The White House is now enforcing ban on personal devices — and Twitter users have concerns

Sarah Huckabee Sanders announced "all personal devices" will be banned starting next week

Published January 4, 2018 11:31AM (EST)

 (AP Photo/Evan Vucci, File)
(AP Photo/Evan Vucci, File)

As the Donald Trump presidency approaches the one-year mark, the White House now says it plans to crack down on the use of "all personal devices," and the policy is expected to be implemented as quickly as next week.

"The security and integrity of the technology systems at the White House is a top priority for the Trump administration, and therefore, starting next week the use of all personal devices for both guests and staff will no longer be allowed in the West Wing," White House Press Secretary Sarah Huckabee Sanders said in a statement on Thursday morning.

Sanders continued, "Staff will be able to conduct business on their government-issued devices and continue working hard on behalf of the American people."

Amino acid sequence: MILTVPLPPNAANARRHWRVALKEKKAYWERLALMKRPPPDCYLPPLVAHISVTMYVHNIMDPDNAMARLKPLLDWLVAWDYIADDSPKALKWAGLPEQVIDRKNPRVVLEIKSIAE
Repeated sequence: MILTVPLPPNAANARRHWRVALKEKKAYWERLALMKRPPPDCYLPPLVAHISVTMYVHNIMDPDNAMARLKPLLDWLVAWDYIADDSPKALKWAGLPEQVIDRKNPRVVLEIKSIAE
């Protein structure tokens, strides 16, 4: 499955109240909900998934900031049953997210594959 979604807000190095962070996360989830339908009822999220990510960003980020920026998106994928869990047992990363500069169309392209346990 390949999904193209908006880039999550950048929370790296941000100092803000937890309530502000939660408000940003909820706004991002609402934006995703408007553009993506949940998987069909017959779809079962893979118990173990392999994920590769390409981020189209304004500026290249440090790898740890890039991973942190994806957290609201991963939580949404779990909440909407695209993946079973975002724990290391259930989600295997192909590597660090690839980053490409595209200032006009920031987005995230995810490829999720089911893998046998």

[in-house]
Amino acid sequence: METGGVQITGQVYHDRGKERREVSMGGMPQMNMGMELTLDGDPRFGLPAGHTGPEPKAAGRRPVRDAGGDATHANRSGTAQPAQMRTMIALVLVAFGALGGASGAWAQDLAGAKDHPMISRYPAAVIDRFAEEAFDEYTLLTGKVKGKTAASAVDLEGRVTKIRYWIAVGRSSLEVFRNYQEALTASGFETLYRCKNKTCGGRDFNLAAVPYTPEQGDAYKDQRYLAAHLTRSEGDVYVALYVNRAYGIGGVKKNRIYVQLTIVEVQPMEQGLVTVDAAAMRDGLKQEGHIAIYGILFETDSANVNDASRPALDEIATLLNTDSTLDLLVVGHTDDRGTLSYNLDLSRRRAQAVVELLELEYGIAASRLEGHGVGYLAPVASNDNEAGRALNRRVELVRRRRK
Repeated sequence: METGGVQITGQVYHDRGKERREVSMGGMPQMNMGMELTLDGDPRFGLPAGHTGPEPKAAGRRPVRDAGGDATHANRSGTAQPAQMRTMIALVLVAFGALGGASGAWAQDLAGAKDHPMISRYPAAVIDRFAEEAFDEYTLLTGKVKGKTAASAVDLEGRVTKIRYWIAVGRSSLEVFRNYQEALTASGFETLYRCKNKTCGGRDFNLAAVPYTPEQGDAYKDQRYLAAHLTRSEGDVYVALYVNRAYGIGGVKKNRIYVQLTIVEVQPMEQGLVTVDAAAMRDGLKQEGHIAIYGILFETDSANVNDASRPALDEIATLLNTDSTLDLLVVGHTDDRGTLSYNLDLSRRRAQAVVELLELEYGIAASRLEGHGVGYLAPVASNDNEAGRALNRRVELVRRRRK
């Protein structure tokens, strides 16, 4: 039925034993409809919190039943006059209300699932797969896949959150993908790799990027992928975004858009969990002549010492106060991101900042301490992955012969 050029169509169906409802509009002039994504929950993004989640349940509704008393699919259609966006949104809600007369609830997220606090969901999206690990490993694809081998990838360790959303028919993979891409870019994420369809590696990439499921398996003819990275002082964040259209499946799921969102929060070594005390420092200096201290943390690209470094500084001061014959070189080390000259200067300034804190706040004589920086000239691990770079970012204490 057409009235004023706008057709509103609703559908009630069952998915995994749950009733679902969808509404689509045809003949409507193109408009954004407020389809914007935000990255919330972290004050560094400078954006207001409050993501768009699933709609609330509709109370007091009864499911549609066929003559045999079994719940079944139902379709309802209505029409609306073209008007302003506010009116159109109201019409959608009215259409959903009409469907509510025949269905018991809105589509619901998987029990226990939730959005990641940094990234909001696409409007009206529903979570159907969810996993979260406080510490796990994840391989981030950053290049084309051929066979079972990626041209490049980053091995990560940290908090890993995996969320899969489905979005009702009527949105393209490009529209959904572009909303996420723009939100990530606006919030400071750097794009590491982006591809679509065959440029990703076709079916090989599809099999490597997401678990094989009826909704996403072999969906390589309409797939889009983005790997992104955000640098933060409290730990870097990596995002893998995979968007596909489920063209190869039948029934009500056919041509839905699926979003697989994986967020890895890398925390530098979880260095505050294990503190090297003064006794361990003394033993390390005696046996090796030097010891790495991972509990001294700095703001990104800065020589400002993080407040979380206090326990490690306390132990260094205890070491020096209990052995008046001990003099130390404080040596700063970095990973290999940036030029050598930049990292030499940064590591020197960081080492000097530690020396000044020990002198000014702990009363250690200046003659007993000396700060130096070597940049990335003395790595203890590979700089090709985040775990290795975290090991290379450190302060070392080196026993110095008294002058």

The announcement of the new policy came just after excerpts of an explosive new book written by Michael Wolff were released, which has stirred controversy inside the White House. The White House "has long toyed with banning personal phones, but some staffers have raised objections, arguing that they need their personal devices to keep in contact with their children and other family members," Politico reported.

In October, it was revealed that Chief of Staff John Kelly's phone — a personal device — was believed to have been compromised as far back as December 2016, as Salon previously reported.

But still, the timing is quite coincidental, and the White House has cited "security concerns" as its reason for enforcing the policy. It was also announced on Wednesday morning that a Trump lawyer has made efforts to block Wolff's book from being released. Charles J. Harder ordered the book's publisher, Henry Holt & Co., to "immediately cease and desist from any further publication, release or dissemination of the book."

It's been speculated the threat could just be a bluff.

Nonetheless, Twitter rapidly reacted to the announcement of the new policy.


By Charlie May

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